By Fernando Flores - Own work, CC BY-SA 3.0,

Scientists Discover The World’s Largest Snake Species

The reticulated python (Malayopython reticulatus) may be the longest (on average) extant snake species, but the infamous anaconda is much heavier. The latter, specifically the green anaconda, therefore, consistently earns the crown of the world's largest snake species. Up until 2022, it was thought that this enormous member of the boa family was a single species, i.e., Eunectes murinus (now known as the "southern green anaconda"), but a team of researchers, accompanied by a National Geographic film crew, recently documented a new species, i.e. Eunectes akayima (aka the "northern green anaconda"), and it's already tipping the scales. A female specimen was confirmed to be at least 21 feet (6.3 meters) long and weigh in excess of 200 kilograms (441 pounds). So come along for a vicarious trip down to Ecuador's Amazon jungle to learn more about the planet's heftiest serpents.

The Paradigm-Shifting Expedition

Boating through the Amazon Jungles in Equador.
Boating through the Amazon Jungles in Equador.

Thanks to an invitation by Waorani Chief Penti Baihua and the accompaniment of Indigenous hunters, Professor Bryan Fry of the University of Queensland was able to lead a team of researchers deep into the Ecuadorian Amazon. The impetus for the expedition that lasted ten days (but was almost 20 years in the making) was two-fold: investigate rumors that the largest living anacondas lurk in the Bameno region of the Baihuaeri Waorani Territory and obtain footage for National Geographic's upcoming "Pole to Pole with Will Smith'' docu-series. Because of the latter motivation, a film crew and even the actors were on hand for the groundbreaking discoveries.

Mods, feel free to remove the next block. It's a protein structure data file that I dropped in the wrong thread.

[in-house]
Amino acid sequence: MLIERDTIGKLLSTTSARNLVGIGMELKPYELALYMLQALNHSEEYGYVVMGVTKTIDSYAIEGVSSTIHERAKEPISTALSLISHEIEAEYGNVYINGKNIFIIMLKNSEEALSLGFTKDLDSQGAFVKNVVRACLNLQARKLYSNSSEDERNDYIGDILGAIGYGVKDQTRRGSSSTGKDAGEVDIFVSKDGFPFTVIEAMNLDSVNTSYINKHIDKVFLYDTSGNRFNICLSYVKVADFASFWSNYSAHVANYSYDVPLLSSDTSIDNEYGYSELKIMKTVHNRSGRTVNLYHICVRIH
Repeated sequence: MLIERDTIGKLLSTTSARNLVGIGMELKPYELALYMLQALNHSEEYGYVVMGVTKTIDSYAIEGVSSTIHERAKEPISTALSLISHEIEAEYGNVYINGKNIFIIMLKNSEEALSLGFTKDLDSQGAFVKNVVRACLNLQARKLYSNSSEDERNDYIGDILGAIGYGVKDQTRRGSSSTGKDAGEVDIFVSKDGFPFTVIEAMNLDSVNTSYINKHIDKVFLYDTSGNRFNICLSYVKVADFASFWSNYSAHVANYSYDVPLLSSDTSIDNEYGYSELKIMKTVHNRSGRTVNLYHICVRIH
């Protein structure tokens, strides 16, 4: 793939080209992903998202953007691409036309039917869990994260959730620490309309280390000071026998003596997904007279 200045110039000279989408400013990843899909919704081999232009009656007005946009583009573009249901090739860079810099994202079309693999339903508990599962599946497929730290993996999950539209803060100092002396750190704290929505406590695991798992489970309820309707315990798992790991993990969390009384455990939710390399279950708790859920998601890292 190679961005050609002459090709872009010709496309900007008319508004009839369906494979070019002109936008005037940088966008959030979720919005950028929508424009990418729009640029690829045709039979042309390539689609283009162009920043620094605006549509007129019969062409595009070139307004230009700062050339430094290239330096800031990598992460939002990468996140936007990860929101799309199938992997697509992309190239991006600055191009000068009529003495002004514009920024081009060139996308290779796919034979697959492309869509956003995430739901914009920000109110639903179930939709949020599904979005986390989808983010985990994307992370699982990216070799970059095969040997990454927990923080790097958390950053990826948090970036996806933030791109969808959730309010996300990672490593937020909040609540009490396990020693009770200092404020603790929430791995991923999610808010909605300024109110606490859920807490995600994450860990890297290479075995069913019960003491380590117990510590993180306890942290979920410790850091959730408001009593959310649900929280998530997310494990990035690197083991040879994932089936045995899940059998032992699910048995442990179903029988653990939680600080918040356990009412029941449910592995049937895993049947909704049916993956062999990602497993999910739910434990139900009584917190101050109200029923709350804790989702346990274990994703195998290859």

One of the viral videos to come out of this South American snake-seeking mission was of Dutch biologist Freek Vonk swimming alongside a submerged anaconda of incredible proportions. Armed with nothing but a basic breathing apparatus, Vonk shows no hesitation in getting right up close to the behemoth reptile, thereby acting as a helpful size reference in the process. Authorities initially deemed the female northern green anaconda to be 26 feet in length, though many sources have since revised that figure to 20.8 feet (a remarkable find, all the same).

Differentiating Northern/Southern Green Anacondas

The Southern Green anaconda (Eunectes murinus)
The Southern Green anaconda (Eunectes murinus)

Getting visual confirmation of a new species of green anaconda gave immediate validation for the intensive expedition. But the genetic analysis that followed triggered even more scientific excitement. While the newly-discovered northern green anaconda resembles its cousin to the south in both size and appearance (i.e., olive-colored with large black spots), 10 million years of divergent evolution and a whopping 5.5% difference in genetic makeup separates the two anaconda species. For a pertinent point of reference, we are approximately 98.8% similar to chimpanzees (i.e., our closest living relatives from whom we diverged between 6.5 and 9.3 million years ago).

Outside the lab, one helpful way to distinguish the two gargantuan constrictor snakes is by geographical domain. The southern green anaconda can be found in parts of Peru, Bolivia, French Guiana, and Brazil. In contrast, the northern green anaconda is now thought to lurk in Colombia, Venezuela, Trinidad, Guyana, Suriname, French Guiana (the two species overlap here), and, of course, Ecuador. The green anaconda's large South American distribution covers the Amazon Basin and the Orinoco Basin (i.e., the continent's third-largest watershed).